• 2-DE;
  • Dissolved oxygen;
  • Hyaluronic acid;
  • Microbiology;
  • Streptococcus zooepidemicus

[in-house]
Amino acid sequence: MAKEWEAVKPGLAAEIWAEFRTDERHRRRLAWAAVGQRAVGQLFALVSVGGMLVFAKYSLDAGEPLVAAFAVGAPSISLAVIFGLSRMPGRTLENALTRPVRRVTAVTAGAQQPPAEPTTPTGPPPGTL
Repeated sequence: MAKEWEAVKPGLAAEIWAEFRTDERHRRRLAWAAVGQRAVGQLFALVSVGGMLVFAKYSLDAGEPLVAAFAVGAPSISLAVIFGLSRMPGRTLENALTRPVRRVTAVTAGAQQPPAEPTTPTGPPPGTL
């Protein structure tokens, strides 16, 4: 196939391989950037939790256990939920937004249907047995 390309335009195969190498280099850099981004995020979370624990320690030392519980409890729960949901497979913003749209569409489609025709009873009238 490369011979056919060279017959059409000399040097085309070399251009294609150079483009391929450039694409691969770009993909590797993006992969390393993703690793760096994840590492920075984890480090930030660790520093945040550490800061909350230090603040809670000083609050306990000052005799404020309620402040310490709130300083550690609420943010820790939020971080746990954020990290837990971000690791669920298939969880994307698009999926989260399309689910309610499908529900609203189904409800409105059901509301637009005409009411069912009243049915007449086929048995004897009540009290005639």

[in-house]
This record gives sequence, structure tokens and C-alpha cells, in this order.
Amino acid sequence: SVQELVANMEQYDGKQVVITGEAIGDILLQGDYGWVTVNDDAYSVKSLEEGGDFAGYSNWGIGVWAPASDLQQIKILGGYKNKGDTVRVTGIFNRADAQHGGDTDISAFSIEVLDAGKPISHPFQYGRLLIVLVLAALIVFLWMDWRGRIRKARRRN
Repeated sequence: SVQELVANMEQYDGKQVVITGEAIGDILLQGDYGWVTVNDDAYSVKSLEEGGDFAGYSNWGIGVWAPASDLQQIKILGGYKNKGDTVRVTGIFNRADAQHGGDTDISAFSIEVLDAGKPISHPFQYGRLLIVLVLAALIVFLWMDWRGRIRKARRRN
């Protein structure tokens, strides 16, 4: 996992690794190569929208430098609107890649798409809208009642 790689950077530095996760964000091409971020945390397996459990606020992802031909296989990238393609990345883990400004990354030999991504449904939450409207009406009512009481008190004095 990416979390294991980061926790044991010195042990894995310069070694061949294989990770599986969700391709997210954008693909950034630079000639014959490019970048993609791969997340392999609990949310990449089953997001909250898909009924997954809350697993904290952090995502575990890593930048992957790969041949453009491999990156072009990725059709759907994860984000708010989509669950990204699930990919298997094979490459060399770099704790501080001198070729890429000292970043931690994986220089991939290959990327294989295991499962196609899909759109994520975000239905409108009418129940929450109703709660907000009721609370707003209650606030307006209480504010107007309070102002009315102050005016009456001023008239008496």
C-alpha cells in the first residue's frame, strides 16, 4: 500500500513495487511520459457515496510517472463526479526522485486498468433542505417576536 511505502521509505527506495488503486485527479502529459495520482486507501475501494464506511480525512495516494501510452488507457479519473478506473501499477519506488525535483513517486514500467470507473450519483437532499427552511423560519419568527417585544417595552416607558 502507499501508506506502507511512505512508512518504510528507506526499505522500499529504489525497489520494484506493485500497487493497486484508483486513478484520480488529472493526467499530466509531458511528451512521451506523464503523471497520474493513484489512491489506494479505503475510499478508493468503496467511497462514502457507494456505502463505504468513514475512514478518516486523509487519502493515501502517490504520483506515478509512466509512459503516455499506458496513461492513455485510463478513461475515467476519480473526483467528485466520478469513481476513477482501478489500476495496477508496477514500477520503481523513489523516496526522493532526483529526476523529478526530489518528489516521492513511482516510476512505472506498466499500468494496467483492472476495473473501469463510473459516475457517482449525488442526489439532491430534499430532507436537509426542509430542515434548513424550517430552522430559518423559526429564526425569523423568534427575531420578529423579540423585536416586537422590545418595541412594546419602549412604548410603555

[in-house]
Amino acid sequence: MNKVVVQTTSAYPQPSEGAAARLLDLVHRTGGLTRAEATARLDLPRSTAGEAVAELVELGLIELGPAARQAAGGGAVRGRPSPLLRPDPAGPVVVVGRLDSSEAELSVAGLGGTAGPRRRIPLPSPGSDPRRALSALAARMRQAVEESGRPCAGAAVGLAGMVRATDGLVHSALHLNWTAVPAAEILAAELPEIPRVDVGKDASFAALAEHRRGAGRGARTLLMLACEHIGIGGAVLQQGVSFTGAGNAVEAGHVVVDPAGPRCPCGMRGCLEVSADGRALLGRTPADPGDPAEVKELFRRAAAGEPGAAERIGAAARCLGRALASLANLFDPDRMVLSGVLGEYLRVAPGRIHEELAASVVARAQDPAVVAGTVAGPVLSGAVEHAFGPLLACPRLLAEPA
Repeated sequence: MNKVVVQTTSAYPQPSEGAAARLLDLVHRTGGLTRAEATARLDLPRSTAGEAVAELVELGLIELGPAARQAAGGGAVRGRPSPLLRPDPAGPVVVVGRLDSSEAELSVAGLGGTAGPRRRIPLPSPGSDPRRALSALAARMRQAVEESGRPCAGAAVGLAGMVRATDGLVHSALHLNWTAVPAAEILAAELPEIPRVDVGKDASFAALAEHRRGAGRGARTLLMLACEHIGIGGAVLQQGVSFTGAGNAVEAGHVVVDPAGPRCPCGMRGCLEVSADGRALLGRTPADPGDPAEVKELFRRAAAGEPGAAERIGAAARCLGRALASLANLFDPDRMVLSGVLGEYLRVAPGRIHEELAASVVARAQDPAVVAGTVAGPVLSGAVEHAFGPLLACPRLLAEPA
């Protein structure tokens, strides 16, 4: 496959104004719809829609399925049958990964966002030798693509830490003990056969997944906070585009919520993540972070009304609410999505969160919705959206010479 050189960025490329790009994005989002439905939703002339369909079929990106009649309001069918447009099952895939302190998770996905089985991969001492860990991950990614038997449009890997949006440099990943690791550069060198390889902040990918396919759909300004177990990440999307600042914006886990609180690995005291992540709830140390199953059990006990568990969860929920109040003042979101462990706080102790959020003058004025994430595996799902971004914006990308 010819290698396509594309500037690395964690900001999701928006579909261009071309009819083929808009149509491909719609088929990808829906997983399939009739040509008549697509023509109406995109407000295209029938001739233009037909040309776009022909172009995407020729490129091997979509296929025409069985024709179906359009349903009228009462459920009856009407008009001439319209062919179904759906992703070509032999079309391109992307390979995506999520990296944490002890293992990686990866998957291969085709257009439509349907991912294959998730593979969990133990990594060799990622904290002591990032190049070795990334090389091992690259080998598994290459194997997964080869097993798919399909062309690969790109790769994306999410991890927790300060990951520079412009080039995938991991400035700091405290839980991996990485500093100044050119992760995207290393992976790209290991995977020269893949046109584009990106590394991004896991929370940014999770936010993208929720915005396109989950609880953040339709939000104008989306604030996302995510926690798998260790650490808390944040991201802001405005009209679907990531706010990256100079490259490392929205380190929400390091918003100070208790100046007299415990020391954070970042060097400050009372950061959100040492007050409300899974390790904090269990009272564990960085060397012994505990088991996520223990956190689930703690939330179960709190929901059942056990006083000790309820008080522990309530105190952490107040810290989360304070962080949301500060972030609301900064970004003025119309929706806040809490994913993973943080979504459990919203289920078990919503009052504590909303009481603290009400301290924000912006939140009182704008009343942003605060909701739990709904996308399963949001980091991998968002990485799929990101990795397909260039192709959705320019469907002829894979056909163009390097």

Hyaluronic acid (HA) is a linear and negatively charged polysaccharide regularly used in medicine and cosmetics. Recently, Streptococcus zooepidemicus has been exploited in the fermentation industry to produce HA. Many studies showed that higher amounts of HA were produced under aerobic condition compared with anaerobic conditions. In order to explore the effect of oxygen on the HA synthesis in S. zooepidemicus, 2-DE was used to compare the proteomes of aerobically and anaerobically fermented bacteria to identify proteins, which might be associated with the influence of oxygen on the HA synthesis. Totally nine pairs of 2-DE gels collected from three batches were compared and nine over-expressed proteins were observed in aerobically fermented bacteria. These proteins were identified by LC-MS/MS as dihydrolipoamide dehydrogenase, UDP-acetyl-glucosamine pyrophosphoylase, dihydrolipoamide-S-acetyltransferase, and acetoin dehydrogenase α and β chains, respectively. These up-regulated proteins were involved in acetoin dissimilation, the central carbon metabolism, and the HA anabolic pathway, implicating that oxygen might augment the expression of genes that are involved in central energy metabolism, acetoin reutilization, and HA biosynthesis to enhance the amount of acetyl-CoA as such more acetyl-CoA can be divergent from the central carbon metabolism to replenish acetyl-CoA for the HA synthesis.